What the Florida midterms tell us about paying for our economic priorities

Traffic backs up on I-275 in Malfunction Junction in Tampa. Times files.

 

There’s a lot to unpack from the midterms.

Will the recounts change the outcome of any of the statewide races?

Can polling find a better model, one that predicts the actual winners?

Will felons who have served their sentences really get their voting rights back?

I’ll leave those to the political experts. Instead, I’m getting my head around what the results tell us about our economic priorities and how we want to pay for them.

Here are three takeaways:

1. For now, we’re okay with taxing ourselves.

Pasco County residents overwhelmingly voted in favor of three separate property taxes increases to improve parks, libraries and fire rescue stations. They also narrowly passed a fourth increase to pay for a jail expansion. Total cost: $241 million.

In Hillsborough, voters passed two additions to the sales tax — an extra half cent for schools and a full cent for transportation. That raises the sales tax to 8.5 percent, the highest of any county in the state.

The transportation victory comes after several failed attempts to raise funds for rail and transit in the Tampa Bay area, including a similar effort in 2010 soundly rejected by Hillsborough voters and the disastrous Greenlight Pinellas campaign in 2014.

It’s a good time to vote on a tax increase. The economy is chugging along. Unemployment is low. Consumers remain fairly confident about the future.

Kyle Simon, 34, who lives in Palma Ceia, said he would have voted in favor of the tax increase anyway, but it certainly helps that people have more money in their pockets.

“It takes the sting out of voting for it,” he said.

The sales tax passed, in part, because residents experience the transportation problems for themselves, not as some far off problem, said Tampa Heights resident Rick Fernandez, who voted for the increase. They get snarled in traffic or can’t walk safely to where they want to go.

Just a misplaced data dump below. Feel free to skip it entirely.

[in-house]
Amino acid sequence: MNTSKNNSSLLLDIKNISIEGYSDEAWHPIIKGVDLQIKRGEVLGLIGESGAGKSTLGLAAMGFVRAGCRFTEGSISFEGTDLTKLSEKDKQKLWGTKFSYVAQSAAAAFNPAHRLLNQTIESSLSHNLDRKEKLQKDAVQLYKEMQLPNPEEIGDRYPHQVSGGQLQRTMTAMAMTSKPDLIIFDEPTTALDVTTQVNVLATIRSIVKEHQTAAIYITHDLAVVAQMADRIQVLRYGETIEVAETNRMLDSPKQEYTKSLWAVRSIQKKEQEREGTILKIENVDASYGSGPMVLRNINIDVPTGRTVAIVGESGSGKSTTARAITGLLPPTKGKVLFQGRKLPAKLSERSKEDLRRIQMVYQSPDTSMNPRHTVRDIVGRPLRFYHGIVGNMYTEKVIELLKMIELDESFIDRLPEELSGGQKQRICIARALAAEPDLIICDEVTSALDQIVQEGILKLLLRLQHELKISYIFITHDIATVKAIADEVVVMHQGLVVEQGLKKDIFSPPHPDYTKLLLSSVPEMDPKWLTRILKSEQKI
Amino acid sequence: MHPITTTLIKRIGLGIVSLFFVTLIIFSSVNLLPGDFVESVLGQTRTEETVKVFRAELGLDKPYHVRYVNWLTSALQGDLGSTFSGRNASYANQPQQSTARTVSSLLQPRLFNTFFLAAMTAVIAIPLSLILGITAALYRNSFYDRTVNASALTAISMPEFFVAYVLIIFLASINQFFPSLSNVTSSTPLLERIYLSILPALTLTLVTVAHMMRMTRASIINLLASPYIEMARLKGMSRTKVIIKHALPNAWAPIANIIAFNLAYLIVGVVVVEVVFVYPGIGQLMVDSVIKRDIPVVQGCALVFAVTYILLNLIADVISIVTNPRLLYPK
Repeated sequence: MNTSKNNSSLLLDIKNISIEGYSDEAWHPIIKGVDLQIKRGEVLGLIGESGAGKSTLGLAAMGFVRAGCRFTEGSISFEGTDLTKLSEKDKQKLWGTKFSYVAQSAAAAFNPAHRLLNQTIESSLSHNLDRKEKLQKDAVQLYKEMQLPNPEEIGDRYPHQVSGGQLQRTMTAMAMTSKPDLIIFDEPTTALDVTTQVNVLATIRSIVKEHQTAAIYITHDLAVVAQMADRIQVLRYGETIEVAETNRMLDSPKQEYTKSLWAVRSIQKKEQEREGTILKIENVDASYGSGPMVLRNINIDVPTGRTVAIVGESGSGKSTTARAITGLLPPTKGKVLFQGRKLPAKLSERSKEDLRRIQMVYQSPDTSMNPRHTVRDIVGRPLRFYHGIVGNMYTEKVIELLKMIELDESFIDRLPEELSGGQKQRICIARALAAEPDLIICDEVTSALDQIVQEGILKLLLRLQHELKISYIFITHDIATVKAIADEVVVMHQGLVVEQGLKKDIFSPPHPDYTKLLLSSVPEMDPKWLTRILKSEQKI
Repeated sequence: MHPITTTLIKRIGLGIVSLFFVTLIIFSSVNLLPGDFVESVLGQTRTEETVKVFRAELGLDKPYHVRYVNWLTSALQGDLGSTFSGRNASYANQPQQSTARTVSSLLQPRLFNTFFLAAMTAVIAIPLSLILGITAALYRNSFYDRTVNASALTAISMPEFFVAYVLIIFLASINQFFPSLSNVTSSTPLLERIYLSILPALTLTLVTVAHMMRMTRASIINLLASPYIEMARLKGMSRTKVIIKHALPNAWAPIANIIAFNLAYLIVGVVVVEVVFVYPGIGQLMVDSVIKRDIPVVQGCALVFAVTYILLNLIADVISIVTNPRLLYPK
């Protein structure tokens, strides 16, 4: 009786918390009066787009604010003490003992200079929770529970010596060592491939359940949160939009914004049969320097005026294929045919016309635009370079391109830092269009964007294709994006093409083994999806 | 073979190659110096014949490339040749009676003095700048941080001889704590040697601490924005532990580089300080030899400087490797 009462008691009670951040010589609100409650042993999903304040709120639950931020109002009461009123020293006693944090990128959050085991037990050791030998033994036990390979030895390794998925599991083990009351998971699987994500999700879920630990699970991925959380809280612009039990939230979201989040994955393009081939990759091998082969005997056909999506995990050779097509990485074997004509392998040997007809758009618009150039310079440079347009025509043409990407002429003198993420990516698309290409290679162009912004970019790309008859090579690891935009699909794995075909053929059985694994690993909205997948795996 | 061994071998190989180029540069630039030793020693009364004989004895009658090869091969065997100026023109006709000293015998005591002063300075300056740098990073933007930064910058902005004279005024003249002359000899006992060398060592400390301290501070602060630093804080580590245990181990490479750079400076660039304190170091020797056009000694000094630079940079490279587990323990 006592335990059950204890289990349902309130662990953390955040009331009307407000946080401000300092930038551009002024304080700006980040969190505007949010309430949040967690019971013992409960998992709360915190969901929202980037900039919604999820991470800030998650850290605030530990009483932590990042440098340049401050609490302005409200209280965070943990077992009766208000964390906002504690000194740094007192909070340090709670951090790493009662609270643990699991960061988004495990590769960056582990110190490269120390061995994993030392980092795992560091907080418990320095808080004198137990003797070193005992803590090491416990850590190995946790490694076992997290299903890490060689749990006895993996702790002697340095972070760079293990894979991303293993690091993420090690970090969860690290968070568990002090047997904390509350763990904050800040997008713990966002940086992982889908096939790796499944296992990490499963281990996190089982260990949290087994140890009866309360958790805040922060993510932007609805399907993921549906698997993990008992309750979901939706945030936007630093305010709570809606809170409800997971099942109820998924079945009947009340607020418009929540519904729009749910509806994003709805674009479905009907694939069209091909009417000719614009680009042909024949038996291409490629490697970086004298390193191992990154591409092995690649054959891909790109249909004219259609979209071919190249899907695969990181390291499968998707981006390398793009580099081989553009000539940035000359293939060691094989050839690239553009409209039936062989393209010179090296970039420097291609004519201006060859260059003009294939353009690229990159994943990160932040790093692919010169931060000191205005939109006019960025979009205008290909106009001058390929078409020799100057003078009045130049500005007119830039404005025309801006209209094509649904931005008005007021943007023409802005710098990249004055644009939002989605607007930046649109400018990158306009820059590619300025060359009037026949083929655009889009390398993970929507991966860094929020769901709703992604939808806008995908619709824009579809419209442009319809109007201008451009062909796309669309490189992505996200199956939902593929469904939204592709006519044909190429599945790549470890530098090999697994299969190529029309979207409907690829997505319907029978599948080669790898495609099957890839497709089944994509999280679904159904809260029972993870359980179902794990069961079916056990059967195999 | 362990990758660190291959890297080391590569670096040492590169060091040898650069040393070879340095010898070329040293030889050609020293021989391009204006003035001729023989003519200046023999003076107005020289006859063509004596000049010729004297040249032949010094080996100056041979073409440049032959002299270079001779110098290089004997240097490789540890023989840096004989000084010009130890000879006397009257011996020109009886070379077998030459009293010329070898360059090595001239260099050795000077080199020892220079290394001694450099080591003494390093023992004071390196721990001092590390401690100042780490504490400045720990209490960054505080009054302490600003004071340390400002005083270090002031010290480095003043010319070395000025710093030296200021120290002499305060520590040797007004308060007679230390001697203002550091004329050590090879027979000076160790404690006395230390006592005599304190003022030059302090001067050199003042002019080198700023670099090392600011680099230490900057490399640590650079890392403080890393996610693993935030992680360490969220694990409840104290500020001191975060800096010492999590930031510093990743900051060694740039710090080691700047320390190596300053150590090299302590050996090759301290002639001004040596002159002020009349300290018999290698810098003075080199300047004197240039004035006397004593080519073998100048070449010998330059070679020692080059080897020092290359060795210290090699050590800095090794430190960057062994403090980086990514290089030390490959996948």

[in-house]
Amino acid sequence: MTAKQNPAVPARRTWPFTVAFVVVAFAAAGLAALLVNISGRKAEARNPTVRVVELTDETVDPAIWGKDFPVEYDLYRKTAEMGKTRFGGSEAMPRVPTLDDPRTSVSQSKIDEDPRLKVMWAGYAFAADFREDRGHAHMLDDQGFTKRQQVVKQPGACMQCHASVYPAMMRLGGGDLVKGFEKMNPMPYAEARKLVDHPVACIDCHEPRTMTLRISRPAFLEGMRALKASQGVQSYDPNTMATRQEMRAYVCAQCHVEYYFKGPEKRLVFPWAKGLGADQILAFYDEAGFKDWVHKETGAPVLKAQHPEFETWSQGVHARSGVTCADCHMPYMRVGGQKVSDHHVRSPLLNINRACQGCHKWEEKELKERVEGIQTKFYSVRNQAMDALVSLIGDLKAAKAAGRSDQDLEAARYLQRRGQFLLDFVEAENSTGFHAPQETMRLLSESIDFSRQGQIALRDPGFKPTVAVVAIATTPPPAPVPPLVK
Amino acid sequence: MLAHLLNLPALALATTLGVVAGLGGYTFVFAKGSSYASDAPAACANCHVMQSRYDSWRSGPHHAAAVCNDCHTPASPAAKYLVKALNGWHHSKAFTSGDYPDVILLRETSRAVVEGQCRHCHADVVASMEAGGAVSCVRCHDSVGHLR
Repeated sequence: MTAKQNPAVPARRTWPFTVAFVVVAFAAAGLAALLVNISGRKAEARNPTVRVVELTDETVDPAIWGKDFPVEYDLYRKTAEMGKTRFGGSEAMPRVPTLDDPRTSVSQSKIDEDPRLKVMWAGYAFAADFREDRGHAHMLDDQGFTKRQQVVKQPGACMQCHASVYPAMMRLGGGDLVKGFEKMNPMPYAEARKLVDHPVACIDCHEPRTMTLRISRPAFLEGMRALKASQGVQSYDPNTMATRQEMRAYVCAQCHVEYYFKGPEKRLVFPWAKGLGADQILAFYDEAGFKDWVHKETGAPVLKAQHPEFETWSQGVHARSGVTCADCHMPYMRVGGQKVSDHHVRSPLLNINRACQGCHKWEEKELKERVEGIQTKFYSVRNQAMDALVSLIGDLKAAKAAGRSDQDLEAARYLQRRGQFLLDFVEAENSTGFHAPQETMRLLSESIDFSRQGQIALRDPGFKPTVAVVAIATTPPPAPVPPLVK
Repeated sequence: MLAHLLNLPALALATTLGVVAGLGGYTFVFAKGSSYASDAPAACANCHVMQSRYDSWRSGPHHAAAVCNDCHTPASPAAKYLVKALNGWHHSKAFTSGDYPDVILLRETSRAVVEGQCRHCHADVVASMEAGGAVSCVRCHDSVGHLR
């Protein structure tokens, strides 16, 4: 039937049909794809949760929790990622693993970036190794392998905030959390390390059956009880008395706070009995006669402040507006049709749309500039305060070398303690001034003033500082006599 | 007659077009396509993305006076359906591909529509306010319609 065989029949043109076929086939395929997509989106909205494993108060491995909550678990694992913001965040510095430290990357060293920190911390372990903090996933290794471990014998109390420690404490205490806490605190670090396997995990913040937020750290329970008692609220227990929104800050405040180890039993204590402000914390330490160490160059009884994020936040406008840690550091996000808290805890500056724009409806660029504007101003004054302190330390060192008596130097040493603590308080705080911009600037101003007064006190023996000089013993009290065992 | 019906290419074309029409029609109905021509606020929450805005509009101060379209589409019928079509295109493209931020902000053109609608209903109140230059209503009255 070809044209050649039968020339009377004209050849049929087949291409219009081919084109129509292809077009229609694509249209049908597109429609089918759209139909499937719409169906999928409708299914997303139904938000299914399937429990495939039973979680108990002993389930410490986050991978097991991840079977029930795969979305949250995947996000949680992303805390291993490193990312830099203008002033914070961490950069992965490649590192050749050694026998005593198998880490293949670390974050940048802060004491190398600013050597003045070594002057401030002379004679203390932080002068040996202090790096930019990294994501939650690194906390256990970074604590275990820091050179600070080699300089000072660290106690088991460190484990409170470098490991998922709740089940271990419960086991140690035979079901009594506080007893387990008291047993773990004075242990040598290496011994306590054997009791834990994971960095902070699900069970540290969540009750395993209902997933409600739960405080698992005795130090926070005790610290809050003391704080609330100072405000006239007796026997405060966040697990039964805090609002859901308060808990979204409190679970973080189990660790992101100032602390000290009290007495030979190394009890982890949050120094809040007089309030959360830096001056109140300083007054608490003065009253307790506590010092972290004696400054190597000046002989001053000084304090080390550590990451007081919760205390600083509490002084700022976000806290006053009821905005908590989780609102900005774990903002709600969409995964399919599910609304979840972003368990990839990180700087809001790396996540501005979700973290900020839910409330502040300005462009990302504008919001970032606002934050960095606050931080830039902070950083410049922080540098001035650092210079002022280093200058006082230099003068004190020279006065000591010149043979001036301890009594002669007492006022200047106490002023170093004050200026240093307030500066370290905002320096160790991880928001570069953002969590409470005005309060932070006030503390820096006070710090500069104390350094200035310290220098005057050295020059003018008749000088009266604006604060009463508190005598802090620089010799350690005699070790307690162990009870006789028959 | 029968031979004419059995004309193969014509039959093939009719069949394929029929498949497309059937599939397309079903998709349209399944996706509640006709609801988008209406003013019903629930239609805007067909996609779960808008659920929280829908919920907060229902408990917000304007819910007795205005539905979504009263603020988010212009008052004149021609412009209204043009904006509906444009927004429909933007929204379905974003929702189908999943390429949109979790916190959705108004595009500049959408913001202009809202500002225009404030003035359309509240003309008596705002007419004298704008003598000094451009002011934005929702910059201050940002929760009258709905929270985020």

“We need it and we weren’t getting it done,” said Fernandez, 63, who was a registered Republican until 2016, when he switched to be a Democrat. “So eventually people power takes over where the elected officials are failing you.”

2. But we aren’t so fond of Tallahassee politicians taxing us.

Voters easily passed Amendment 5, which will require the Legislature to muster a two-thirds super-majority if it wants to impose, approve or raise state taxes or fees. Blocking proposed tax hikes will be much easier now. The amendment does not apply to local fees or taxes, such as funding for schools.

Voting for local tax increases, and at the same time making it harder for the state to levy taxes, makes sense. Traditionally, voters have been more likely to support tax increases if they have a clear grasp of what the money will pay for and that it stays close to home. We don’t like far-away politicians spending our taxes on things we never see or don’t understand.

3. Enough of us were feeling bullish to forgo a tax break.

Amendment 1 would have increased the homestead exemption by an additional $25,000, saving many homeowners about $200 to $350 a year depending on the value of their home and where they live. Of the 12 proposed constitutional amendments, it is the only one that failed.

Now, most voters — 58 percent — favored the amendment. It was popular, just not popular enough to get over the required 60 percent threshold.

The amendment language was a bit confusing, which likely didn’t help. Many voters, however, appeared to heed the cries of local officials, who said they might have to cut services or raise rates to make up for lost revenue.

Fernandez said he wasn’t tempted by the tax break.

“It felt like we would be starving local governments, and I didn’t want to be a part of that,” he said. “… I love Tampa and I am willing to pay the little extra that is being asked of me to allow the area to thrive and grow.”

The results show he isn’t alone.

Contact Graham Brink at gbrink@tampabay.com. Follow @GrahamBrink.

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